what yoga item(s) could you not be without? If I could only pick one, my mat. It is an oasis to me.

your favorite post yoga class snack?  Hmm don’t really have one but maybe a “green drink”.

which book would you recommend to a brand new student of yoga? Depends on the interest. Autobiography of a Yogi (Paramahansa Yogananda),  Meditations from the Mat (Rolf Gates), Yoga for Osteoporosis (Dr Loren Fishman).  Some people are interested in the spiritual or physical aspects, others the historical or philosophical aspects. Starting with what interests you will keep you interested!

if you could teach a class anywhere in the world, where would it be? I am passionate about travel and could easily give you an exotic place however where the students are engaged and present is the most rewarding and exciting to me.

type of class you like to attend when you are not the instructor? My practice is changing. I like a class that is not hot fast yoga but one where I can connect to my body on that day.

favorite thing to do if not doing yoga? Hike, travel

if you weren’t a yoga instructor? I was an elementary art teacher prior to teaching yoga. I would go back to that.

and finally……

as a yoga instructor, what do you hope a new student takes away from your class?  A Connection to their body and the desire to try another class (of any kind of yoga).

learn more about Susan and her teaching schedule at  www.susankjesbo.com

to contact Susan yoga@susankjesbo.com

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A Yoga Studio for the over 40’s

Yoga for the over 40's is a growing demographic
Yoga for the over 40’s is a growing demographic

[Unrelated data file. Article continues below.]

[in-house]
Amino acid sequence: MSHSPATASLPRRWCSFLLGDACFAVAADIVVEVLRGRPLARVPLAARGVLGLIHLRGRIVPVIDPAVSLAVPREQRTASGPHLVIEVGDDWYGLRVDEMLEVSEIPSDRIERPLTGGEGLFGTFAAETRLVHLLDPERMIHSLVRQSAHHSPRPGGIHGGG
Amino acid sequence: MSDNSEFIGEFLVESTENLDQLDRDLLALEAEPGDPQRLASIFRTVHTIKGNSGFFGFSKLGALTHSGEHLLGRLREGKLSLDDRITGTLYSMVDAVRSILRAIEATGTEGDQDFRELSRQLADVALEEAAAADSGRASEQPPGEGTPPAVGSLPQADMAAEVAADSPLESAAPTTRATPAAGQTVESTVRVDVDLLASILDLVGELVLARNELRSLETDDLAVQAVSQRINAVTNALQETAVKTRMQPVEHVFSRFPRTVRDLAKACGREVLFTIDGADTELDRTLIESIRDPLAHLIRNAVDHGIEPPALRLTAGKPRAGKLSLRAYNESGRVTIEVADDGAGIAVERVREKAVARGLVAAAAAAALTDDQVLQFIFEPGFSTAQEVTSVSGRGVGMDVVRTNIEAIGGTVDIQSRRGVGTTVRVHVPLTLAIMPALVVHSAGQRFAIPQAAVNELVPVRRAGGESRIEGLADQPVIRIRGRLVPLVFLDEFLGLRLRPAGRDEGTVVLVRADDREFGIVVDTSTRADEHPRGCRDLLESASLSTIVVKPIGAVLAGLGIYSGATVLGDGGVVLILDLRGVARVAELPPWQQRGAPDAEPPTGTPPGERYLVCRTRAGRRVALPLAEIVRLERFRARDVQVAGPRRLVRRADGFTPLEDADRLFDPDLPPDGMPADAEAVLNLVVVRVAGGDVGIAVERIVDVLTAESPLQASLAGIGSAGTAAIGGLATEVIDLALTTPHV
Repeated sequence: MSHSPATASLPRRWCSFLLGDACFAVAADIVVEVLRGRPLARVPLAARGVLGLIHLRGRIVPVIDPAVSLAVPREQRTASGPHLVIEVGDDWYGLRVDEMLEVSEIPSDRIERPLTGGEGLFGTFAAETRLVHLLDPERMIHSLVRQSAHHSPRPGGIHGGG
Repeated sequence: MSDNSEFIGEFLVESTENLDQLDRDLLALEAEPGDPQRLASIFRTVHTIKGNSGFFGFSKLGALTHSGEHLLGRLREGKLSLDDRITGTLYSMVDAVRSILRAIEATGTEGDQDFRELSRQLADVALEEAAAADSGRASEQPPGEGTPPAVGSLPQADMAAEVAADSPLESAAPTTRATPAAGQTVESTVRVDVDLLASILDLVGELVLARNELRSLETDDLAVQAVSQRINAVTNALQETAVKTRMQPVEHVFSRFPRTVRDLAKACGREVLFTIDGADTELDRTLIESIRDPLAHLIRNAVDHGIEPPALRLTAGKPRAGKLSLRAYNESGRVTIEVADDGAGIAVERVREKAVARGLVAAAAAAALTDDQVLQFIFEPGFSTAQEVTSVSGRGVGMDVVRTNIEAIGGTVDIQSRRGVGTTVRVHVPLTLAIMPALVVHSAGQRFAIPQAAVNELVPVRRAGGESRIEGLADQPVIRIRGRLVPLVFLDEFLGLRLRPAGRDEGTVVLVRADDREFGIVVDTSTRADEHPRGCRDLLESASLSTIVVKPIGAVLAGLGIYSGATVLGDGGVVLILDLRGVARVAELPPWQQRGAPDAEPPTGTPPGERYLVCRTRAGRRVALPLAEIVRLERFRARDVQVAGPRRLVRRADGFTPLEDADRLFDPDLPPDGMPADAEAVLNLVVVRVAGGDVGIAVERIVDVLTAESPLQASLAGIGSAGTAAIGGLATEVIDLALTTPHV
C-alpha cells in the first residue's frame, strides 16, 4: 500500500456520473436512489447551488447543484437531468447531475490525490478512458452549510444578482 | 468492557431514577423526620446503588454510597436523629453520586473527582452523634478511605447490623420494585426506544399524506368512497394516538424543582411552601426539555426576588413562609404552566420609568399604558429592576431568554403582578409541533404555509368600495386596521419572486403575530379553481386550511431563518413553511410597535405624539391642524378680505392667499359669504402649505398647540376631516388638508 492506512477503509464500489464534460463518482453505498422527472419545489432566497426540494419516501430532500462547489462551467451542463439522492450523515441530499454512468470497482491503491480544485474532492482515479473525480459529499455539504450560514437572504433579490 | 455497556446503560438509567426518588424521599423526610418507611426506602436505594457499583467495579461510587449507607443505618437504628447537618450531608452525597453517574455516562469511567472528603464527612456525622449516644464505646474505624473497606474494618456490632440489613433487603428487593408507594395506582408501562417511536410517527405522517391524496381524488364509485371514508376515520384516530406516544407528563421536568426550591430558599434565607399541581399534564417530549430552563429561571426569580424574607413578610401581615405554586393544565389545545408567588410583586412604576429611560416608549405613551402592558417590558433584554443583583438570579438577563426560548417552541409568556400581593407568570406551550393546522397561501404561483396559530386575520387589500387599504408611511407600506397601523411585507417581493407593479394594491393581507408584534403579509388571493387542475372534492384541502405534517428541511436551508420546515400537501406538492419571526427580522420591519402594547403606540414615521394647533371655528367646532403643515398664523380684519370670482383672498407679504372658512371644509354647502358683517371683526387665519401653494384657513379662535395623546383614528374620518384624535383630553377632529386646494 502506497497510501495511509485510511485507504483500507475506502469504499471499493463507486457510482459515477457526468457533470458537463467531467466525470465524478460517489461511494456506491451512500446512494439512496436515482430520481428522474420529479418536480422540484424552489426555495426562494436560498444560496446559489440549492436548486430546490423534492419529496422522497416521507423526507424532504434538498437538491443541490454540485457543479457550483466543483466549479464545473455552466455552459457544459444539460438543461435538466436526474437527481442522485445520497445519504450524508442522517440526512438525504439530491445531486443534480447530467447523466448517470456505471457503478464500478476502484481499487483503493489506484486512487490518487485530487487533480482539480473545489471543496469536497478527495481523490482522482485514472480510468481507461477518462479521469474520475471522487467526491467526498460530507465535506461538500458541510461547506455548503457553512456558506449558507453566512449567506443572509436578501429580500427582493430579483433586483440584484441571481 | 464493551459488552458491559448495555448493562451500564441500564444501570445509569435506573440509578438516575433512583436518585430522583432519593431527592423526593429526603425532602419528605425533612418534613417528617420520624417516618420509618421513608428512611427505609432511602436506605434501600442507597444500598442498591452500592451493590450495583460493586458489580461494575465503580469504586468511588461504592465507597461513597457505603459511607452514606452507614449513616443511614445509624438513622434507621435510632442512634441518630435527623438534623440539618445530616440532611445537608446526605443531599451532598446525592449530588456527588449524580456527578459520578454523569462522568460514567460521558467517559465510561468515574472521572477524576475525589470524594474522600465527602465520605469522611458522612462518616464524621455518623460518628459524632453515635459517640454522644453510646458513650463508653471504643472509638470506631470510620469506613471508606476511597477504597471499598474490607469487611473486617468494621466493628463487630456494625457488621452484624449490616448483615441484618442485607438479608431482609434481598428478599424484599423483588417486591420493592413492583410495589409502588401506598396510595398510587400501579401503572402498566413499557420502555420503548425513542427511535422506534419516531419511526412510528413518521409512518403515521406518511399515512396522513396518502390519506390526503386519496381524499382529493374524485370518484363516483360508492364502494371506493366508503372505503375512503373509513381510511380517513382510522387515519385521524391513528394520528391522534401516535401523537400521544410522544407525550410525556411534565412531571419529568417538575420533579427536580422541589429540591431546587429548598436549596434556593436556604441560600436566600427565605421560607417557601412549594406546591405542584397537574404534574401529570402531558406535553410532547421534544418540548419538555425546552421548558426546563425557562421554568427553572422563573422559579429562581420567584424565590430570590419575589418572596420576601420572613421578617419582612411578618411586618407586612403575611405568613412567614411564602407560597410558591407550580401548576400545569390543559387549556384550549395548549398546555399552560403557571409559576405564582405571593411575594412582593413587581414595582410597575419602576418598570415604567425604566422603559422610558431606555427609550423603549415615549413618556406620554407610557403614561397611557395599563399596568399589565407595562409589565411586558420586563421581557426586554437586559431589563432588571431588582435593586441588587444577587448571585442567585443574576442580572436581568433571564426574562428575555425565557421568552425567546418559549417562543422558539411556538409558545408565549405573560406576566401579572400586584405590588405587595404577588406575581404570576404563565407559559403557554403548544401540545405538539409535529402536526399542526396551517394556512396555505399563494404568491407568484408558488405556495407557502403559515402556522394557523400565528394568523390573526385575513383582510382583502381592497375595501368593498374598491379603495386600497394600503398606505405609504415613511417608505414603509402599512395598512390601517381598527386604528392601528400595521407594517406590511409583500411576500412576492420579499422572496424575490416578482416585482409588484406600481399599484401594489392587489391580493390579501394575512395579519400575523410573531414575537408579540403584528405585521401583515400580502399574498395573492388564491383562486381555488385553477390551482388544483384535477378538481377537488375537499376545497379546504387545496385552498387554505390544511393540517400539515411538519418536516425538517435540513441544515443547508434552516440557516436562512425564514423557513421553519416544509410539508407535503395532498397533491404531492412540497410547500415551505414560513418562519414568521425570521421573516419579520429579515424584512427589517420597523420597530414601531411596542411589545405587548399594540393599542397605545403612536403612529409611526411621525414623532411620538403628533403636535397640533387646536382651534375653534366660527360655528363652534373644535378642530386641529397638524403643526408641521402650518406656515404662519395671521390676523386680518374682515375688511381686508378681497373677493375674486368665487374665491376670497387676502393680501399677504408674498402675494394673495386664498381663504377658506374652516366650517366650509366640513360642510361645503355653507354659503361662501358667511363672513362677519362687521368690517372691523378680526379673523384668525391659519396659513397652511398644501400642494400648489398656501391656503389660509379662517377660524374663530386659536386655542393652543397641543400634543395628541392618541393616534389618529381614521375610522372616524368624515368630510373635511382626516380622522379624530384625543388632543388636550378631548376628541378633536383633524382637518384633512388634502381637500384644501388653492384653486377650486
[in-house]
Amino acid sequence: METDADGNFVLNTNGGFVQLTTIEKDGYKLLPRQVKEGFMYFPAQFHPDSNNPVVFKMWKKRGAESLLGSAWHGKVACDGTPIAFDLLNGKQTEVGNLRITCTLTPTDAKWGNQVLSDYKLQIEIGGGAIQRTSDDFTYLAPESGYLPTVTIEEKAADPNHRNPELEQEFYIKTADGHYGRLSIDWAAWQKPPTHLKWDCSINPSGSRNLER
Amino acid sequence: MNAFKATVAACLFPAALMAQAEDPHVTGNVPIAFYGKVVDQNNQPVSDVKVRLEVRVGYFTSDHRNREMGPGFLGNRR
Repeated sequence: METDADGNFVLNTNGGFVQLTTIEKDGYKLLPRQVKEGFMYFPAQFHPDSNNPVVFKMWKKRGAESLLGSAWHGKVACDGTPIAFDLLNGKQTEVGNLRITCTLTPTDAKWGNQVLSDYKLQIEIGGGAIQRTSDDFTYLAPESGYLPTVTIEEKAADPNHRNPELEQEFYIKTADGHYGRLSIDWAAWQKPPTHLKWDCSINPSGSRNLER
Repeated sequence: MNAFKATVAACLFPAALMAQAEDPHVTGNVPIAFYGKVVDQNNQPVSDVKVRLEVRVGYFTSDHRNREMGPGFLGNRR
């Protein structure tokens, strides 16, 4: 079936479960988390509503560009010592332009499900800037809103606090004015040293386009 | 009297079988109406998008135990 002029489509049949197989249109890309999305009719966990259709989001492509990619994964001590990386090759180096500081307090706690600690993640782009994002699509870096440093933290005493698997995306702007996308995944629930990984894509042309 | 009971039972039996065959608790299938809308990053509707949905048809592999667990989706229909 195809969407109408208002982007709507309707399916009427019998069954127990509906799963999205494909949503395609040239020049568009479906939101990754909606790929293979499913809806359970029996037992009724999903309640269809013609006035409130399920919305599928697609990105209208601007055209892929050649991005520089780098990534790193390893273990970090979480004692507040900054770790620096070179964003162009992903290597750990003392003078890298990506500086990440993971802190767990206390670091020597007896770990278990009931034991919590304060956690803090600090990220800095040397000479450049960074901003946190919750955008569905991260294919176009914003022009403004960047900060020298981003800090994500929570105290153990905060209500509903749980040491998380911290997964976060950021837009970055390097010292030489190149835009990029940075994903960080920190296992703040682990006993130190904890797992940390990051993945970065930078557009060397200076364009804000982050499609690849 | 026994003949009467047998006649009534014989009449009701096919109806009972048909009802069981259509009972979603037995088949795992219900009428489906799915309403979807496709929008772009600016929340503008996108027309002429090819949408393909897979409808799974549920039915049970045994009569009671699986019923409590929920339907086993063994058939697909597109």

Seniors are the largest growing segment of the US population with numbers growing year on year.  As yoga continues to gain popularity one yoga studio has embraced these changes to cater for a very specific demographic – the over 40 age group.


Yoga studios are aplenty in the US.  Plenty of choice, styles, facilities and instructors.  Some studios specialize based on class style, such as hot yoga or vinyasa yoga, or on a specific school of yoga study such as Iyengar or Bikram. This particular yoga studio specializes in yoga for the over 40’s age group.

Founded by David Webster in the Summer of 2013, Better Living Yoga in Aliso Viejo, California opened its studio doors in March 2014.

David recognized that ‘Yoga for seniors is a demographic that is not being served and it is the largest growing market’.  We are all living much longer and by 2030 older adults will account for roughly 20% of the U.S. population.

This particular studio is catering for a very specific demographic – the over 40’s.

As we age we can anticipate a whole range of conditions and ailments coming our way.  Diabetes, high blood pressure, arthritis, osteoporosis, heart disease, depression and cancer to name but a few. Research carried out by the Center for Disease Control (CDC) discovered that two out of every three older Americans have multiple chronic conditions

Not appealing, I know, however we can adapt and, in some cases, limit the effect and impact of these age related conditions using the tools we learn when practicing yoga and meditation.

‘Yoga for seniors is a demographic that is not being served and it is the largest growing market’

The primary focus for Better Living Yoga is to cater for an older community with a ‘non-competitive approach and attention to alignment & safety to help reverse and prevent chronic conditions’.  Although the target demographic is the over 40’s, all levels and ages are welcome and it’s a perfect studio to attend for students working with injuries or recovering from medical procedures and surgery.

Their schedule boasts an impressive line up of experienced yoga instructors and yoga therapists of varying yoga lineages all with extensive teaching experience.

Enjoy a healthier transition into older age by making a regular yoga practice part of your routine.